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Mental Wellness and Roller Skating - part 1

by Mel Blackwood

Being active has many benefits - looking after our physical health, by keeping our bodies active is important. We have also long been championing the benefits of roller skating as an activity that supports mental wellness.

Why roller skating?

Well, it doesn't have to be roller skating (controversial for a roller skate organisation to say eh?) any physical activity that you enjoy will support both physical and mental health. You need to find an activity that

  • offers your brain and body the right level of challenge. Too easy and your mind will wander instead of supporting your body to learn the movements at hand. Too difficult and you will find getting started simply too far out of your comfort zone.

  • builds on the level of physical health you currently have. If you want to start running, but struggle to run for a bus, start with couch to 5k rather than enrolling for a marathon...

  • offers you the opportunity for social connection. What keeps you motivated are people. If there are other people having a go at the activity you are trying and you feel they are at a similar point to you, you'll have more mental connection. Feeling a sense of belonging is important to humans.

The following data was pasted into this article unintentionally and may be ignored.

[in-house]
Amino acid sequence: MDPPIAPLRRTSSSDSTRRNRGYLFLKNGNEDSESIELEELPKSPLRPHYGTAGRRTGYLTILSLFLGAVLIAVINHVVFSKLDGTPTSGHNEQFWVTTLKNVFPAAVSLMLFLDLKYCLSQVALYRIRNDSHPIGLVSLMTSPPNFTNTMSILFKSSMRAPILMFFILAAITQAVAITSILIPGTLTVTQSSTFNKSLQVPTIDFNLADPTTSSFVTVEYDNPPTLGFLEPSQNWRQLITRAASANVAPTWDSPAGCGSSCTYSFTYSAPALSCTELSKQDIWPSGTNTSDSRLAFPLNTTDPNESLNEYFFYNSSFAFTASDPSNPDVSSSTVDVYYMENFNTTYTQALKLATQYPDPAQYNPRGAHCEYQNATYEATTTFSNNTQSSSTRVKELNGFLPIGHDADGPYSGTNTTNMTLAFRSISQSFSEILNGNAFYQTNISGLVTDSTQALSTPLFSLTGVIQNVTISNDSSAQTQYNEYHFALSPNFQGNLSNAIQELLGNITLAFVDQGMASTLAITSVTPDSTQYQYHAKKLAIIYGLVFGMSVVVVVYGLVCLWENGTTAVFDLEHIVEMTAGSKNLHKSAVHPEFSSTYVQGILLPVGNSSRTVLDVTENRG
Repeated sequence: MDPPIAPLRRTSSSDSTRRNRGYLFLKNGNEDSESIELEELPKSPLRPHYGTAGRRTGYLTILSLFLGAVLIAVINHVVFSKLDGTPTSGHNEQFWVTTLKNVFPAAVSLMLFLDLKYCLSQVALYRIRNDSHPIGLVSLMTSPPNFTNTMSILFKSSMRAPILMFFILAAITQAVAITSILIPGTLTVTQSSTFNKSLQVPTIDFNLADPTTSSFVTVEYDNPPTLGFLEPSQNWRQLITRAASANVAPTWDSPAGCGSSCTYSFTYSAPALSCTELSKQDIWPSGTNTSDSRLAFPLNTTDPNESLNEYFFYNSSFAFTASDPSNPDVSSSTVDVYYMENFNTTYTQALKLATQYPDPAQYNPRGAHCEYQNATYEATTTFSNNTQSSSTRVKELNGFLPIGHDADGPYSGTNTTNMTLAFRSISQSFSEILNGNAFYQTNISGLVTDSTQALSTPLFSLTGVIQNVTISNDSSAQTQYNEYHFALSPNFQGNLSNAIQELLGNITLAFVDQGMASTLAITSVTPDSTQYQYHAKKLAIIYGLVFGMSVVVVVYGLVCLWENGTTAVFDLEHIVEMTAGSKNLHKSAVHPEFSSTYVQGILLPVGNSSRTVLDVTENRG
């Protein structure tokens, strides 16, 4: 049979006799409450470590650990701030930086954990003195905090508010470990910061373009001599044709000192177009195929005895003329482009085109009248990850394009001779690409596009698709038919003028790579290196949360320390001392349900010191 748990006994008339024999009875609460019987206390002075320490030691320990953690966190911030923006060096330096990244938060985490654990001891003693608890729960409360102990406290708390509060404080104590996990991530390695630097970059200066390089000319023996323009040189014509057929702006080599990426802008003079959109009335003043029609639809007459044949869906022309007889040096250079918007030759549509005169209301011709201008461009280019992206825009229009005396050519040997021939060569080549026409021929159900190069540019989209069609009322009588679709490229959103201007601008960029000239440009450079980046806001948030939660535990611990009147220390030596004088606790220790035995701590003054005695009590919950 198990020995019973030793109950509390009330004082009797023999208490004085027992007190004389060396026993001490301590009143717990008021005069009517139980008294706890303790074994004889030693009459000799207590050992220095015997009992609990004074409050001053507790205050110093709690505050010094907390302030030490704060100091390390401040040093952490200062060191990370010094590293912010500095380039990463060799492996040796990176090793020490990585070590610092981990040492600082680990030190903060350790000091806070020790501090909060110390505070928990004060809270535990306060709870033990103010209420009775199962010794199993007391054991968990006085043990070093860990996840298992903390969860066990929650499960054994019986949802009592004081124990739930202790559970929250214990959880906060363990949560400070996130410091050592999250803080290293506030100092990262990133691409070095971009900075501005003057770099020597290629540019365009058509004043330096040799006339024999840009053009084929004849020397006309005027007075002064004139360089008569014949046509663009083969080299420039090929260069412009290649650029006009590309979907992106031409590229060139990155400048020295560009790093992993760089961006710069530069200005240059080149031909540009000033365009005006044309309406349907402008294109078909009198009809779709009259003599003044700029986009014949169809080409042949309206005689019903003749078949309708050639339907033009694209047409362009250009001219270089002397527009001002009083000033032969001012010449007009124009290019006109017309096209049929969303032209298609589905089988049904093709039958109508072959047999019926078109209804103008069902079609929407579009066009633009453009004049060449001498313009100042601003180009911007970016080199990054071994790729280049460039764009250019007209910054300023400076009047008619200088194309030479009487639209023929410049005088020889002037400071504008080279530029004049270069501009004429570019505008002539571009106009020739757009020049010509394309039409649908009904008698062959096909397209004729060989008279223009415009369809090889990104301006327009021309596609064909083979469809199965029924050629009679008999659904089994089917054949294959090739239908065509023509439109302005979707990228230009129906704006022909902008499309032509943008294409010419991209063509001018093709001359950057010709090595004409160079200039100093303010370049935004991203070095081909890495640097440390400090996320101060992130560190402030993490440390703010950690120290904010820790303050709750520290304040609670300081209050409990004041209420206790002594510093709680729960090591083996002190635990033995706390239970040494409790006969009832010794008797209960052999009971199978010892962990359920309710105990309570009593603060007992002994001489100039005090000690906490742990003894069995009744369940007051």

• offers the opportunity to progress at your own pace. Particularly when you are learning as an adult, we seem to have more 'adult' priorities. Family life, friends, partners, pets, work (in no particular order) all make demands on us, so even though we know self-care should be number one on that list, who actually does that? (For some of us, self care priority is sleep, rather than activity). Feeling that you are missing out and everyone is moving on without you can be very de-motivating.

Activities that offer this?

Well anything that allows you to learn at your own pace - walking, bouldering, dancing, strength or flexibility training, yoga, cycling, swimming, skateboarding and of course roller skating. This is far from an exhaustive list, but you get the idea. An activity, that once you have mastered the fundamentals, will allow you to pick up the equipment whenever it suits you. An activity that serves you, rather than makes additional demands on your time.

You may notice that following a session of activity, you feel 'better'. Tired in the body, but refreshed in the mind. Your endorphins or feel-good hormones have kicked in and you want to do the activity more and more.

The only gremlin to be careful of is comparison. It's really easy to think that everyone is starting from the same place as you, but the reality is no-one else has the same set of experiences you have lived. Our progress in any activity cannot possibly be linear.


Look out for part 2 coming later this week, with a video tutorial!

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